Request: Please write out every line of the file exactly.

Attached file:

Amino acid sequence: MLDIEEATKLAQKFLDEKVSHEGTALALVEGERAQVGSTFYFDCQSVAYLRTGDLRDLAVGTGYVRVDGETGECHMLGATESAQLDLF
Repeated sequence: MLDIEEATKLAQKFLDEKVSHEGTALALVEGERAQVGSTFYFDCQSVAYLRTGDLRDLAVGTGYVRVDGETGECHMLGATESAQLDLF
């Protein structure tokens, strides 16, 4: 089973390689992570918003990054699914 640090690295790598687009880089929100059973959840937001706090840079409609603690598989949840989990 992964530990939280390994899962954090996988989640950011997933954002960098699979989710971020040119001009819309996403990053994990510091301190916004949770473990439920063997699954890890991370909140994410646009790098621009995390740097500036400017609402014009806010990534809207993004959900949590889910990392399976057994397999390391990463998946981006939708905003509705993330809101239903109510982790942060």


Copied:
Amino acid sequence: MLDIEEATKLAQKFLDEKVSHEGTALALVEGERAQVGSTFYFDCQSVAYLRTGDLRDLAVGTGYVRVDGETGECHMLGATESAQLDLF
Repeated sequence: MLDIEEATKLAQKFLDEKVSHEGTALALVEGERAQVGSTFYFDCQSVAYLRTGDLRDLAVGTGYVRVDGETGECHMLGATESAQLDLF
């Protein structure tokens, strides 16, 4: 089973390689992570918003990054699914 640090690295790598687009880089929100059973959840937001706090840079409609603690598989949840989990 992964530990939280390994899962954090996988989640950011997933954002960098699979989710971020040119001009819309996403990053994990510091301190916004949770473990439920063997699954890890991370909140994410646009790098621009995390740097500036400017609402014009806010990534809207993004959900949590889910990392399976057994397999390391990463998946981006939708905003509705993330809101239903109510982790942060």